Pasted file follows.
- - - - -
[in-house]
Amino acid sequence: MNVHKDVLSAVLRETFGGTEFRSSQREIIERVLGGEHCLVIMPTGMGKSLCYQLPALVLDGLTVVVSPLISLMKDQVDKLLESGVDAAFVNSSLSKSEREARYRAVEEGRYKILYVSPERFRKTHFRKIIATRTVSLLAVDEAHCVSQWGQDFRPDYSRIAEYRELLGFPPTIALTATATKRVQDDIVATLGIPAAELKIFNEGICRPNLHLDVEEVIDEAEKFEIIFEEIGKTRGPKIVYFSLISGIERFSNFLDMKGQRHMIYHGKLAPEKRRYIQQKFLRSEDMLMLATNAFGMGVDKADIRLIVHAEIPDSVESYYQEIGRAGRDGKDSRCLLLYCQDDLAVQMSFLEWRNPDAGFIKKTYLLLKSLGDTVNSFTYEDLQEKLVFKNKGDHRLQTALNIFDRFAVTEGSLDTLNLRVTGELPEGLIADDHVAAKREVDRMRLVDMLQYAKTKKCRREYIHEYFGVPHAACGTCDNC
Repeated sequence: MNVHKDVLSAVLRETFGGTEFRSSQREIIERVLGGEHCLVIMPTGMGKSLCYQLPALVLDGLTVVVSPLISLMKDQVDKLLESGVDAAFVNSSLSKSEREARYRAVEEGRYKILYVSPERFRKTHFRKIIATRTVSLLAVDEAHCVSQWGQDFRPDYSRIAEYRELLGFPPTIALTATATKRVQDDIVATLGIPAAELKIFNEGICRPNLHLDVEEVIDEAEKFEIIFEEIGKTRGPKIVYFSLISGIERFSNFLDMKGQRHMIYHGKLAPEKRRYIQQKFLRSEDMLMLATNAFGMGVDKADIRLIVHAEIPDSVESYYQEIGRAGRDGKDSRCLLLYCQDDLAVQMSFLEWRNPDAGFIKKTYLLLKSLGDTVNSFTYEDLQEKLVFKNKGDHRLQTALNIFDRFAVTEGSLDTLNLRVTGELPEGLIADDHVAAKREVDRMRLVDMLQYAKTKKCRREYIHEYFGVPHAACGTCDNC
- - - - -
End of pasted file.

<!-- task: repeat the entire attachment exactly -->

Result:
[in-house]
Amino acid sequence: MNVHKDVLSAVLRETFGGTEFRSSQREIIERVLGGEHCLVIMPTGMGKSLCYQLPALVLDGLTVVVSPLISLMKDQVDKLLESGVDAAFVNSSLSKSEREARYRAVEEGRYKILYVSPERFRKTHFRKIIATRTVSLLAVDEAHCVSQWGQDFRPDYSRIAEYRELLGFPPTIALTATATKRVQDDIVATLGIPAAELKIFNEGICRPNLHLDVEEVIDEAEKFEIIFEEIGKTRGPKIVYFSLISGIERFSNFLDMKGQRHMIYHGKLAPEKRRYIQQKFLRSEDMLMLATNAFGMGVDKADIRLIVHAEIPDSVESYYQEIGRAGRDGKDSRCLLLYCQDDLAVQMSFLEWRNPDAGFIKKTYLLLKSLGDTVNSFTYEDLQEKLVFKNKGDHRLQTALNIFDRFAVTEGSLDTLNLRVTGELPEGLIADDHVAAKREVDRMRLVDMLQYAKTKKCRREYIHEYFGVPHAACGTCDNC
Repeated sequence: MNVHKDVLSAVLRETFGGTEFRSSQREIIERVLGGEHCLVIMPTGMGKSLCYQLPALVLDGLTVVVSPLISLMKDQVDKLLESGVDAAFVNSSLSKSEREARYRAVEEGRYKILYVSPERFRKTHFRKIIATRTVSLLAVDEAHCVSQWGQDFRPDYSRIAEYRELLGFPPTIALTATATKRVQDDIVATLGIPAAELKIFNEGICRPNLHLDVEEVIDEAEKFEIIFEEIGKTRGPKIVYFSLISGIERFSNFLDMKGQRHMIYHGKLAPEKRRYIQQKFLRSEDMLMLATNAFGMGVDKADIRLIVHAEIPDSVESYYQEIGRAGRDGKDSRCLLLYCQDDLAVQMSFLEWRNPDAGFIKKTYLLLKSLGDTVNSFTYEDLQEKLVFKNKGDHRLQTALNIFDRFAVTEGSLDTLNLRVTGELPEGLIADDHVAAKREVDRMRLVDMLQYAKTKKCRREYIHEYFGVPHAACGTCDNC